Desert Air Twin Commanders Tour Namibia

Desert Air is appropriately named. The company is based in Namibia in southwest coastal Africa, a country known for its deserts and grasslands. Those colourful deserts, and the diverse wildlife that range the grasslands, attract tens of thousands of tourists each year, many of whom travel and tour by aircraft. That’s where Desert Air comes in.

Desert Air was founded in March 1996 when Thys Rall received approval from the Namibian Directorate of Civil Aviation to operate a tourism and air-taxi company. Rall founded Desert Air with another pilot, a general worker, and a charter co-ordinator.

The company had humble beginnings, starting with one Cessna 210 used for charter and flying safaris. A couple of months later the fleet doubled with the addition of a Cessna 310. The company grew steadily, adding more Cessna 210s. The workhorse piston single formed the backbone of aviation in Namibia, especially for operators like Desert Air that were focused on the tourism market.

Anticipating a change in customers’ preferences toward larger, higher-performance aircraft, Desert Air took what it calls “a bold step” and in 2001 acquired its first 690B Twin Commander. Bought in Jacksonville, Texas, the Twin Commander was ferried to Namibia via Bangor, Maine; Goose Bay, Labrador; Narsarsuaq, Greenland; Reykjavik, Iceland; Prestwick, Scotland; Paris; Malaga, Spain; Tamanrasset, Algeria; Ouagadougou, Burkina Faso; the equatorial African island of Soa Tome; finally landing in Windhoek, Namibia, on June 15, 2001.

In 2004 Desert Air bought its first Cessna Caravan 208B, also from an owner in the United States. Four years later the company bought its second Twin Commander, a Model 840 690C, from Naples Jet Center. It is the last 690C to come off the production line.

A third Twin Commander was added to the Desert Air fleet in September 2012 when the company acquired a 695B Model 1000 from a California owner. Legacy Aviation refurbished the interior before Desert Air pilots undertook the flight back to Namibia, this time via St Johns, the Azores, Canaries, and Accra in Ghana to Namibia.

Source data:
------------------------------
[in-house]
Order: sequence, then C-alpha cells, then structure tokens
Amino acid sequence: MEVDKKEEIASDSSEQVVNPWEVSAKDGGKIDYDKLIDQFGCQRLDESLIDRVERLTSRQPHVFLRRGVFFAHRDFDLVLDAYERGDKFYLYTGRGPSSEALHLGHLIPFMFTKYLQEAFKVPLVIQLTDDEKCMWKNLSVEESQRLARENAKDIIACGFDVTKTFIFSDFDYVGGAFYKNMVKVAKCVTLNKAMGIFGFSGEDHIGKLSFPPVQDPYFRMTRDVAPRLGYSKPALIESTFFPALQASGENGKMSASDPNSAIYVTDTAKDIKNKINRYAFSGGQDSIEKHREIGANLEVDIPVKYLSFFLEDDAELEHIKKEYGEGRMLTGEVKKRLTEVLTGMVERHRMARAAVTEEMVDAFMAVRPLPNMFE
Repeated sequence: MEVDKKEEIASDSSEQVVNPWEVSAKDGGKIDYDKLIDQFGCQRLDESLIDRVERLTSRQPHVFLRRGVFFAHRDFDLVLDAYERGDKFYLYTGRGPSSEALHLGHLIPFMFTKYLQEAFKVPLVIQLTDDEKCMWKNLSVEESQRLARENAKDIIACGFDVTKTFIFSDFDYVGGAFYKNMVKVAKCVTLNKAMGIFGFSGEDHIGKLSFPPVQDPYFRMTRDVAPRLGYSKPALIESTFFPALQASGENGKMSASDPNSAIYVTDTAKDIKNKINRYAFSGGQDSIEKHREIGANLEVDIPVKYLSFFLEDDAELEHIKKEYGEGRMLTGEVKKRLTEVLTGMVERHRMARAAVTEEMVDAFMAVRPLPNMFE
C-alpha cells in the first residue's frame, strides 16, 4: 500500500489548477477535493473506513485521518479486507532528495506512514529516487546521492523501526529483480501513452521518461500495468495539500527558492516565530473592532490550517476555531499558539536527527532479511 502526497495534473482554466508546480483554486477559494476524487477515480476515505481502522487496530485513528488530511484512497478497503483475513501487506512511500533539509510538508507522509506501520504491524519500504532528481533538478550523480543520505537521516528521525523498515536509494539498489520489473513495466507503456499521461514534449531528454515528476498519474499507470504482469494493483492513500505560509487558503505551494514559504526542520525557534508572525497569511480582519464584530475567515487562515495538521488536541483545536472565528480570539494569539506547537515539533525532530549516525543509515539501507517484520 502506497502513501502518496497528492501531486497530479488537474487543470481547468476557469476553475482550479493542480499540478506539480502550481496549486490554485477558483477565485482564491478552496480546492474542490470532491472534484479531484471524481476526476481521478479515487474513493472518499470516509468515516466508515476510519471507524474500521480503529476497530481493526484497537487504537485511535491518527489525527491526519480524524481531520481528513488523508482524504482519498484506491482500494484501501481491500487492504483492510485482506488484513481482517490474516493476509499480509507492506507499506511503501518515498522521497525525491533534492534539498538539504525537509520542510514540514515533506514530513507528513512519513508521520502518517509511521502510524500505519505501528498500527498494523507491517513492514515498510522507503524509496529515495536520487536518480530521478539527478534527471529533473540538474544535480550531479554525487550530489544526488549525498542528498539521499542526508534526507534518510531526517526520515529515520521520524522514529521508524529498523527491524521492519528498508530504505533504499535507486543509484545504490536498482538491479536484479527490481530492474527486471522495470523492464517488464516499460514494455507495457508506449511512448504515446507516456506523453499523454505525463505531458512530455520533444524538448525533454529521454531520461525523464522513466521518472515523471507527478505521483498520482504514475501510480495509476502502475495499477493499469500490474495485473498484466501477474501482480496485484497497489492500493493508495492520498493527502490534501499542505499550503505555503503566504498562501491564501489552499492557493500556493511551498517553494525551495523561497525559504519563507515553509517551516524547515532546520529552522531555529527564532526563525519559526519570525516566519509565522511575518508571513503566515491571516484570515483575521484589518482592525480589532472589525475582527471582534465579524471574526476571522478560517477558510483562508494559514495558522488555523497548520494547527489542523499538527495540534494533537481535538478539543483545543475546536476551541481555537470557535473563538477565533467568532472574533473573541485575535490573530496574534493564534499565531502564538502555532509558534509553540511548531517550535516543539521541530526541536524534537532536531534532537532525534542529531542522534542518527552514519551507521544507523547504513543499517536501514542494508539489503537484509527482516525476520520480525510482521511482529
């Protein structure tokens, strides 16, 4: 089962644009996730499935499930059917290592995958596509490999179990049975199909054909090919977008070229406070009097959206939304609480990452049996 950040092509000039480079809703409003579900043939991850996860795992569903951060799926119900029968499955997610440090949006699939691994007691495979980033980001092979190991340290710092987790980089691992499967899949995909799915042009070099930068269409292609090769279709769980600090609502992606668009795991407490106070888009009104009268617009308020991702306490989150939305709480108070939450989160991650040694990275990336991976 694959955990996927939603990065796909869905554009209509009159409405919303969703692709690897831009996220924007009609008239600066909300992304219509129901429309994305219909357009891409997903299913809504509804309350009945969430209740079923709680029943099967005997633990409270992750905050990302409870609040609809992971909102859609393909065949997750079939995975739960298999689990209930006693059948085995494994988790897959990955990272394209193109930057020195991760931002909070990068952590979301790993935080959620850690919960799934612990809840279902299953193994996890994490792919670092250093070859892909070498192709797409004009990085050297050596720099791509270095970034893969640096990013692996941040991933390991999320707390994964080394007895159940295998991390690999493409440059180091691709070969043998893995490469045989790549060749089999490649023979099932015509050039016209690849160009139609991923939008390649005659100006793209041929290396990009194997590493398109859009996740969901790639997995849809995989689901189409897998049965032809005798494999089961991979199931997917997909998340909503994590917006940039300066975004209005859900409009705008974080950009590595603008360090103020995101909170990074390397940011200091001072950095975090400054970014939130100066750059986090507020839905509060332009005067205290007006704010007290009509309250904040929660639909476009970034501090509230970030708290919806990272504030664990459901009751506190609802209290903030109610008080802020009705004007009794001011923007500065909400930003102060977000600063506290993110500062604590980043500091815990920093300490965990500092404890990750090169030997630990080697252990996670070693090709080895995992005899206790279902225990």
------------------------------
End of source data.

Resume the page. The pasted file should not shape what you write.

Desert Air continued to grow. In 2011 the company opened its own maintenance facility to conduct scheduled and line maintenance on all of its aircraft. The facility includes a fully operational sheet metal workshop.

In 2014 a Desert Air client bought a 690B Twin Commander that had not flown for about five years. After a Damaged Engine Review Board inspection, Desert Air literally rebuilt the aircraft.

Desert Air currently operates four Twin Commanders; two Cessna Caravans, one of which has had the Supervan conversion installed; a Beechcraft Baron 58; seven Cessna 210s; and a Cessna 206.

Another Desert Air client is acquiring a German-based Dash 5-powered 840 Twin Commander that will be brought to Namibia. Desert Air also is seeking authorization to establish a flight school to conduct primary training, and upgrade and proficiency training for company pilots. The company currently employs 14 pilots including two instructors, six maintenance technicians, and various administrative and other staff.

“The Commanders are ideal for our operation as many of the charter flights are to gravel runways,” Rall says. A typical flight is between 280 to 500 nm one way, and returning the same day, he explains.

“We get super support from Legacy Aviation in Yukon, Oklahoma, who not only supplies all of our Twin Commander spares, but also assists with technical advice and other aircraft spares,” Rall says.